Barrel removal, is it hard to do? [Archive] - Glock Talk

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Rancher
02-06-2012, 13:29
One of my older AR's has an A2 carry handle and I want to put a flat top on. I have an AR "wrench" that I got once upon a time so I could remove the stock off one of them and think it is a tool used for most AR related stuff. It is heavy and has like a half cresent on one end if that helps.

So, can I do it? I work real well when I have instructions taking me from point a-z.

I'm also wondering if one can buy just a buffer retainer spring and where? I always bugger mine up when removing the stock.

Thanks.

Rancher

FWIW- The rifle is a 93' Colt HBAR.

CarryTexas
02-06-2012, 13:41
Although I have not done it myself, there are a number of YouTube videos that walk you through it... Doesn't appear to be too difficult.

WoodenPlank
02-06-2012, 13:59
You'll need an upper receiver block, vice, and possibly a torque wrench (if you want to make sure the barrel nut is torqued correctly) - a lot of things to buy for a one-time deal. I'd suggest finding a competent gunsmith to do it for you.

Rancher
02-06-2012, 14:17
You'll need an upper receiver block, vice, and possibly a torque wrench (if you want to make sure the barrel nut is torqued correctly) - a lot of things to buy for a one-time deal. I'd suggest finding a competent gunsmith to do it for you.

Was thinkiing the same but with 3 AR's thought I may want to learn more about taking them further apart than just the standard field stripping.

Got to wondering about head spacing as well?? Did not know about a gage for that.

Competent gunsmith may be hard to find around here. I have always found that I can do my own best work cause it is for me and I take my time but this may be too much of a project.

How about the spring question I had?

Rancher

eracer
02-06-2012, 14:37
Don't worry about headspacing. Barrel and bolt determine headspace. You can move a barrel/bolt combo from one upper receiver to another, and headspace won't change.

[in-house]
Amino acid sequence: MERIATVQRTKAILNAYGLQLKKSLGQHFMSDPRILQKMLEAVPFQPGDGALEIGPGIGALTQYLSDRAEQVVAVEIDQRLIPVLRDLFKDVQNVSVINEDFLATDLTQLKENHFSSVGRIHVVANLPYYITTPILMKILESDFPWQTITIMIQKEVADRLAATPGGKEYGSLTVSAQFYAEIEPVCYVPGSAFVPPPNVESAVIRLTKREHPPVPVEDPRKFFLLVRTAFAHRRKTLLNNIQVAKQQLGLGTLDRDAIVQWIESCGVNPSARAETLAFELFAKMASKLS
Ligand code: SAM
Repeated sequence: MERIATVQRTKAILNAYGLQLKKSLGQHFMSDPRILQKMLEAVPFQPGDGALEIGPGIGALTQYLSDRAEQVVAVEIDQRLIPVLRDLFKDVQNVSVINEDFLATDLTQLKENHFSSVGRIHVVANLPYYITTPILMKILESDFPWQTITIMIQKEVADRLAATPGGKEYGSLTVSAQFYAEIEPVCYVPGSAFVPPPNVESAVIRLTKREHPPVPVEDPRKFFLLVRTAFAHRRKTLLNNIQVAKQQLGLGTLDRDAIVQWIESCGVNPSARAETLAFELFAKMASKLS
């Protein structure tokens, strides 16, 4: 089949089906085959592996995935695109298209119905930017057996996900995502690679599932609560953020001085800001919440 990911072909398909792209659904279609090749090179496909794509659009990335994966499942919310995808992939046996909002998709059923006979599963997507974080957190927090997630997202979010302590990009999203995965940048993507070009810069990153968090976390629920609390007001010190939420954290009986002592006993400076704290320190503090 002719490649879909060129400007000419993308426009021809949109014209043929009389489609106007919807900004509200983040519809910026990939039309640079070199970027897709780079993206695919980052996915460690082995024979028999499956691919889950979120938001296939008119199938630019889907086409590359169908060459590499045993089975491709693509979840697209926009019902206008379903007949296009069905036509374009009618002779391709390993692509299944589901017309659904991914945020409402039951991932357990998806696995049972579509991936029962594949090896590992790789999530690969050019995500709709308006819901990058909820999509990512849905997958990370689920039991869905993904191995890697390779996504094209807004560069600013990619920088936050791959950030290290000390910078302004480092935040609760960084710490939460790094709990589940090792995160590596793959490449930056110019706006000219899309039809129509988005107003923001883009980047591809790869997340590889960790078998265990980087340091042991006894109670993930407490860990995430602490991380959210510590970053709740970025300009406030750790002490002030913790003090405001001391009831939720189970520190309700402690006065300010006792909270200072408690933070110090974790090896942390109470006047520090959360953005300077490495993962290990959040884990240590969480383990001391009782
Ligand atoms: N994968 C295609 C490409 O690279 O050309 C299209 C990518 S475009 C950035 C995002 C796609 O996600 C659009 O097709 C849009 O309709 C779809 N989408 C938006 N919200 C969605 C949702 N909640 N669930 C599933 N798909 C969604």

The easiest and cheapest way to remove a barrel is to clamp the barrel between two 'V' blocks of hardwood in a vise. It's much more secure than just using an upper receiver block in a vise. I myself use a barrel vise in conjunction with an upper receiver block, but in most cases clamping just the barrel will suffice.

You might want to pick up some rosin, which will increase friction between the wood and the metal.

As for the buffer retainer spring - why would you 'bugger it up' when removing the stock? You can remove the pin, the retainer spring, the buffer, and the buffer spring before removing the stock.

Have a good heat gun handy, since the barrel nut may have been put on without any moly grease, and if it was torqued to the max spec of 80 ft. lb., it could be a BEAR to remove. Heating the nut will help in that case. You may even need a propane torch, but if so, go easy...

Why would you 'bugger up' the retaining spring? You can remove the retainer pin, the retainer pin spring, the buffer, and the buffer spring before you remove the stock itself.

Rancher
02-06-2012, 15:04
Eracer, when I took an old standard stock off an AR I used a AR wrench to screw the new stock on and it kept twisting the tiny spring, does that make sense? I had a hard time holding the retaining plate in place while screwing it on. I did it a very long time ago and just remember messing the little spring up. I should have asked for directions then but did not.

Rancher

eracer
02-06-2012, 15:07
Eracer, when I took an old standard stock off an AR I used a AR wrench to screw the new stock on and it kept twisting the tiny spring, does that make sense? I had a hard time holding the retaining plate in place while screwing it on. I did it a very long time ago and just remember messing the little spring up. I should have asked for directions then but did not.

RancherOh, you're talking about the rear takedown pin spring.

Yeah, that one can be a problem. Best bet is to slip a thin piece of metal (like a spark plug gap feeler (remember those...:supergrin:) into the space, capturing the spring as you remove the stock.

Rancher
02-06-2012, 15:45
Oh, you're talking about the rear takedown pin spring.

Yeah, that one can be a problem. Best bet is to slip a thin piece of metal (like a spark plug gap feeler (remember those...:supergrin:) into the space, capturing the spring as you remove the stock.

When I screwed the first one up I just bought an entire lower parts kit just for the one spring, figured the parts may come in handy one day. Still got em' in the basement.

Does anybody know if you can just buy the one spring? I want a spare!

Still thinking about the barrel removal. I got time, how much are we talking in "tools" required?

I sure thought if I removed the barrel from the reciever I would need to do some kind of head spacing but could be wrong. Any good books on the subject? May like that over Utube.

Rancher